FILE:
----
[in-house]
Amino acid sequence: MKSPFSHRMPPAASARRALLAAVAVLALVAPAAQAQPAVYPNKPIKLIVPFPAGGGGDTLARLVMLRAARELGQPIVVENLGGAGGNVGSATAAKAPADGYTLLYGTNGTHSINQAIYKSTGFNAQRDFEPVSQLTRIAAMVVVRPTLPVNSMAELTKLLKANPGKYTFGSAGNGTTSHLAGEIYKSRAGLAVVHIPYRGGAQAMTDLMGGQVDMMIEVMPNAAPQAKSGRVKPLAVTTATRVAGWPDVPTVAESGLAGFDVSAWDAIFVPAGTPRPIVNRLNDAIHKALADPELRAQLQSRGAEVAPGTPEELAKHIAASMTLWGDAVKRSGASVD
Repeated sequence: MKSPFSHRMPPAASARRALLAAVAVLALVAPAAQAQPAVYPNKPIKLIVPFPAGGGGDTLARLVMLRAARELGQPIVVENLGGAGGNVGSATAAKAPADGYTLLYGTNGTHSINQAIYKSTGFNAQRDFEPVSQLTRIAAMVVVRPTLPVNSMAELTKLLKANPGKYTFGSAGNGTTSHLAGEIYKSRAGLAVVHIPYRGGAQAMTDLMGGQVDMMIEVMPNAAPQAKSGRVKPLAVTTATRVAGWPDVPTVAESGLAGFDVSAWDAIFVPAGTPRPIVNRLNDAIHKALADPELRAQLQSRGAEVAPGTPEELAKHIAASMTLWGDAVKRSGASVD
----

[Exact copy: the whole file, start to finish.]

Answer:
[in-house]
Amino acid sequence: MKSPFSHRMPPAASARRALLAAVAVLALVAPAAQAQPAVYPNKPIKLIVPFPAGGGGDTLARLVMLRAARELGQPIVVENLGGAGGNVGSATAAKAPADGYTLLYGTNGTHSINQAIYKSTGFNAQRDFEPVSQLTRIAAMVVVRPTLPVNSMAELTKLLKANPGKYTFGSAGNGTTSHLAGEIYKSRAGLAVVHIPYRGGAQAMTDLMGGQVDMMIEVMPNAAPQAKSGRVKPLAVTTATRVAGWPDVPTVAESGLAGFDVSAWDAIFVPAGTPRPIVNRLNDAIHKALADPELRAQLQSRGAEVAPGTPEELAKHIAASMTLWGDAVKRSGASVD
Repeated sequence: MKSPFSHRMPPAASARRALLAAVAVLALVAPAAQAQPAVYPNKPIKLIVPFPAGGGGDTLARLVMLRAARELGQPIVVENLGGAGGNVGSATAAKAPADGYTLLYGTNGTHSINQAIYKSTGFNAQRDFEPVSQLTRIAAMVVVRPTLPVNSMAELTKLLKANPGKYTFGSAGNGTTSHLAGEIYKSRAGLAVVHIPYRGGAQAMTDLMGGQVDMMIEVMPNAAPQAKSGRVKPLAVTTATRVAGWPDVPTVAESGLAGFDVSAWDAIFVPAGTPRPIVNRLNDAIHKALADPELRAQLQSRGAEVAPGTPEELAKHIAASMTLWGDAVKRSGASVD